• avatar
    imag

    …and fools are still busy worrying about terrorists bombing their plane.

    • 0 avatar
      gslippy

      You make an excellent point. Not only are such activities low in actual deaths, they are exceedingly difficult to carry out, especially now.

      • 0 avatar
        KalapanaBlack

        I found the age stats interesting, as well. In my town (college town, 90 miles south of Pittsburgh, with a static population of 24k and 30k+ students who are seasonal), with the exception of a handful of outliers – mostly on I68 and I79, which meet just outside of town – they were all between the ages of 18-24 or 60-98 (!). I would say those two age groups comprise 90% of the fatalities here. And even more interestingly, those two age groups have just about an equal share of the fatalities. Someone should tell insurance companies…

        I, too, found a few people I knew…

        Kudos to the above comment about terrorists bombing planes. Relatedly, yet still off-topic, the radio had a report about shark attacks this morning, having to do with the upcoming live event on the National Geographic channel. You have a 1-in-11 chance of dying from the flu, and a 1-in-8 million chance of dying by shark attack. Yet which gets more attention and stirs more fear in the average person?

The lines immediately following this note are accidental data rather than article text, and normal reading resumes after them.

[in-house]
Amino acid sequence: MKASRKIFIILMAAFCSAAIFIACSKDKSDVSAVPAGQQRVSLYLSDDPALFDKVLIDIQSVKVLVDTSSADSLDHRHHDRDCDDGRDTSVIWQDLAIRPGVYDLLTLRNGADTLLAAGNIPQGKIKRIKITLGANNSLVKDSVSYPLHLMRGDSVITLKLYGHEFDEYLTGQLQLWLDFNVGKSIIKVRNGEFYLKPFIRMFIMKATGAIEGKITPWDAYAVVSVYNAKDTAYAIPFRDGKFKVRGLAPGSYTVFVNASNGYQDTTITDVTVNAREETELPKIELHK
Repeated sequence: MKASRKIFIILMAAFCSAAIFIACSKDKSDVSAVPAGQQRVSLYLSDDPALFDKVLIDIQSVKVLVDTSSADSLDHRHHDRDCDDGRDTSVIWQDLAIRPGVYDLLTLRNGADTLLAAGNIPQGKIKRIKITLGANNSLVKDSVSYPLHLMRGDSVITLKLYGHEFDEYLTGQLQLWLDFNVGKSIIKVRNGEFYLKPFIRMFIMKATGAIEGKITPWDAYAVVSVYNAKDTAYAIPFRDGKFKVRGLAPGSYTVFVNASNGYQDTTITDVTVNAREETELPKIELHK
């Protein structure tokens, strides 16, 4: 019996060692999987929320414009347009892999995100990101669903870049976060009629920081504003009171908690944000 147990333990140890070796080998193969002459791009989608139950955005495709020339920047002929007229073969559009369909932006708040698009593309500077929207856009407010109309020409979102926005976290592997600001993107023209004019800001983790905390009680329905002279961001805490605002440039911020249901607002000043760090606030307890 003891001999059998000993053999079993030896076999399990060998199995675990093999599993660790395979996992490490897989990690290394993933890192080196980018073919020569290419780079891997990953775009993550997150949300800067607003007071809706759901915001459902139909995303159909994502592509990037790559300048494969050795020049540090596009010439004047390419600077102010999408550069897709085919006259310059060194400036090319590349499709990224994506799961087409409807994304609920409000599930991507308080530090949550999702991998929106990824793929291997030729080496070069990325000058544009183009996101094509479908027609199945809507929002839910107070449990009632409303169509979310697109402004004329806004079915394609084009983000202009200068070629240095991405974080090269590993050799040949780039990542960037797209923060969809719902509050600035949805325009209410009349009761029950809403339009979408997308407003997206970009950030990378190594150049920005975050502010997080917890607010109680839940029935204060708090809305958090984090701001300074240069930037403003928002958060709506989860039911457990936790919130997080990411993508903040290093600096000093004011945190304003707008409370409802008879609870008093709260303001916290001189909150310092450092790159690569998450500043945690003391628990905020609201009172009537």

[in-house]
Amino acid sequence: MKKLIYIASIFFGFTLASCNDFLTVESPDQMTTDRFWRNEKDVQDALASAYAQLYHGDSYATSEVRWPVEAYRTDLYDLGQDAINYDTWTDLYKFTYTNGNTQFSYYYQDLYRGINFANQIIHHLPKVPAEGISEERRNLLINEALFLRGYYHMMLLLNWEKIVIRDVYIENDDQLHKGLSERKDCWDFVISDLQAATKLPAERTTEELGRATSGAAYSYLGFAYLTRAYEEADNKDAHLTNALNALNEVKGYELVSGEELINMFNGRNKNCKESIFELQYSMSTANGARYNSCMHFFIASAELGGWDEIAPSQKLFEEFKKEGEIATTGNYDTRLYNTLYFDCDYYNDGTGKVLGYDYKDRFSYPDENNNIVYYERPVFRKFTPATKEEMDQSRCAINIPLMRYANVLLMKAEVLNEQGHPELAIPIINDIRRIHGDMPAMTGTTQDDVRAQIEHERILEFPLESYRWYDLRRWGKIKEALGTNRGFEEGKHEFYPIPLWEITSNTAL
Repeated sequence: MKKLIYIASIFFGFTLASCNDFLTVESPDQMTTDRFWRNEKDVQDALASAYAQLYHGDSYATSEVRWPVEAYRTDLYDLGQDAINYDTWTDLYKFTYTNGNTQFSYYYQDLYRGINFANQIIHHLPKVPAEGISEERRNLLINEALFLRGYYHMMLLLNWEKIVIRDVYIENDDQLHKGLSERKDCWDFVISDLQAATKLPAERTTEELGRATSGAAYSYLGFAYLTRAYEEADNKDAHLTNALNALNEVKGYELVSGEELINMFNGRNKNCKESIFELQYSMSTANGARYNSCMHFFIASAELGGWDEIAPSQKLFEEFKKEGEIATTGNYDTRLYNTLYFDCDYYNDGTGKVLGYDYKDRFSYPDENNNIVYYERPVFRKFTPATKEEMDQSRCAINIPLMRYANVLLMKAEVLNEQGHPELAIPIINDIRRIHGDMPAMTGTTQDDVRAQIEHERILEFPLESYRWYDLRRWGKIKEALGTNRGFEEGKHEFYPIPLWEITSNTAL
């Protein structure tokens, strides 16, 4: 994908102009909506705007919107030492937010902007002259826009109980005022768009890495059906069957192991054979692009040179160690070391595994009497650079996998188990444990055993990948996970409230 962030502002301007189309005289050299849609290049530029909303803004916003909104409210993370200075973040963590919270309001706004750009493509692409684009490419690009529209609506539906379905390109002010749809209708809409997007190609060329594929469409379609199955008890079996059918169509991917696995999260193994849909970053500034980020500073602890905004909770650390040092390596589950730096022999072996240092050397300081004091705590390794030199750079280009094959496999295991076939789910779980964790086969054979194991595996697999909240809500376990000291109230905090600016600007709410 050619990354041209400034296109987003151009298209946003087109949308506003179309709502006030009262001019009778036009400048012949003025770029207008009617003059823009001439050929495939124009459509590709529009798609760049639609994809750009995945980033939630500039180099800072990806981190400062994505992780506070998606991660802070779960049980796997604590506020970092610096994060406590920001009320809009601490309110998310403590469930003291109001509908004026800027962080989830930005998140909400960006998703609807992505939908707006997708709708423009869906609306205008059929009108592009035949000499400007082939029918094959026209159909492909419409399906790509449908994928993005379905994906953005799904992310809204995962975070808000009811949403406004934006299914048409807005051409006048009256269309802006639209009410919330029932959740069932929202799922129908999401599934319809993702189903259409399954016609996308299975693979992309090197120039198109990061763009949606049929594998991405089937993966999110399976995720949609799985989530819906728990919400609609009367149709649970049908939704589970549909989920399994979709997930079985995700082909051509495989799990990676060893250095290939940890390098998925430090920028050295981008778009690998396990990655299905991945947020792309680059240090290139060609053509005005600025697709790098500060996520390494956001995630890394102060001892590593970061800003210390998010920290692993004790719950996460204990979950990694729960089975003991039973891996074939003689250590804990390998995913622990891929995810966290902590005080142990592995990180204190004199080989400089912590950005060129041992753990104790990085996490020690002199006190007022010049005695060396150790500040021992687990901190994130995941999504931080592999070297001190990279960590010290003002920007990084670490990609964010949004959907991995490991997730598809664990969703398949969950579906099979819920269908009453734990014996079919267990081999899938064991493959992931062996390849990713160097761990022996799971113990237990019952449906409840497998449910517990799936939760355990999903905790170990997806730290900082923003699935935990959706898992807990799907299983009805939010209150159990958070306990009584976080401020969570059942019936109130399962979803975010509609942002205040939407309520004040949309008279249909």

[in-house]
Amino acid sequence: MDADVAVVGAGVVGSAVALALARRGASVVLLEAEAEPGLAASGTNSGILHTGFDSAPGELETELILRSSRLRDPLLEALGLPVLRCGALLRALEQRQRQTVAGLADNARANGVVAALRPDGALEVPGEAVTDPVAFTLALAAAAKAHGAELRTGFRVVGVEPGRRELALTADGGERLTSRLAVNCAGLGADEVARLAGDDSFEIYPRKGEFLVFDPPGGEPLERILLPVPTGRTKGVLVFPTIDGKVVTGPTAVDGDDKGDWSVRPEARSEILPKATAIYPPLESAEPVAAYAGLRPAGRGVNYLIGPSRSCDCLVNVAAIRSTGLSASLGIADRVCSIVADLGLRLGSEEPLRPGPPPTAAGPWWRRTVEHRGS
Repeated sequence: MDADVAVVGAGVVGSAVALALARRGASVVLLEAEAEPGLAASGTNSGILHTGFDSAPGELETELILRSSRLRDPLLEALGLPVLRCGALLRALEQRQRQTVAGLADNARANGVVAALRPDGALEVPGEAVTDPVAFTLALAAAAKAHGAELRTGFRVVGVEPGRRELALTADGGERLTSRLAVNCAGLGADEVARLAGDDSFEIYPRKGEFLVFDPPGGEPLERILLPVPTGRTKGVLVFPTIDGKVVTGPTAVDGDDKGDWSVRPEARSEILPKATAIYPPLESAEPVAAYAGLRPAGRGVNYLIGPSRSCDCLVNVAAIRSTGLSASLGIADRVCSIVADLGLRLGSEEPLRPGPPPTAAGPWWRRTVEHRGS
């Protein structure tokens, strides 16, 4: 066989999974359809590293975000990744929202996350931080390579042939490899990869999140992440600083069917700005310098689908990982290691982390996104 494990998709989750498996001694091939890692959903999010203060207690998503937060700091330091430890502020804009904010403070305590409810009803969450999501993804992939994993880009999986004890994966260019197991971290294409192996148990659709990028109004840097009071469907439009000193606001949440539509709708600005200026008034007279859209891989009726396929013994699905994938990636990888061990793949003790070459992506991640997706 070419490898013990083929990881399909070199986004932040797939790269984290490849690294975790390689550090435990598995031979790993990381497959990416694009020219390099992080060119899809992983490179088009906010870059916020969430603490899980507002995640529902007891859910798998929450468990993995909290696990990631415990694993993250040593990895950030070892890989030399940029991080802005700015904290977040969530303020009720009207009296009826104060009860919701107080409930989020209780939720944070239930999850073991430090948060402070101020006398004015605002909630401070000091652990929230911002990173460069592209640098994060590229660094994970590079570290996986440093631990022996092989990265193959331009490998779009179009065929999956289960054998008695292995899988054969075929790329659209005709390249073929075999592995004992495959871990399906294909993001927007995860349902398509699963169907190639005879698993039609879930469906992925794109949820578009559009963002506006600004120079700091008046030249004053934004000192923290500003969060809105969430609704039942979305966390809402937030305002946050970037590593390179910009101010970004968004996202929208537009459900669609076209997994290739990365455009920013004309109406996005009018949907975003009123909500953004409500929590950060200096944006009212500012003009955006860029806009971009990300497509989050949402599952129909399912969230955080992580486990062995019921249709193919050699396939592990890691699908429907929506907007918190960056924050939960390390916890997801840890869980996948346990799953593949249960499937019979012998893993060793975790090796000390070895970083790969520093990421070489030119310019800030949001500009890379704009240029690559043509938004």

• avatar
    87CE 95PV Type Я

    I see numerous accidents that dad has responded to as an EMT/Firefighter in the Twin Tiers Region and you know, most of them were preventable if people just obeyed the speed limit, realized that 55 may be the speed limit, but it is not a good idea, and slowed down for conditions.

  • avatar
    MadHungarian

    It’s a little chilling that you can blow the map up to a certain point and trace out the entire Interstate Highway System. I thought the interstates were supposed to have a better safety record than many local roads. Does that get overshadowed by the higher traffic volume on the interstates?

    • 0 avatar
      Mark_Miata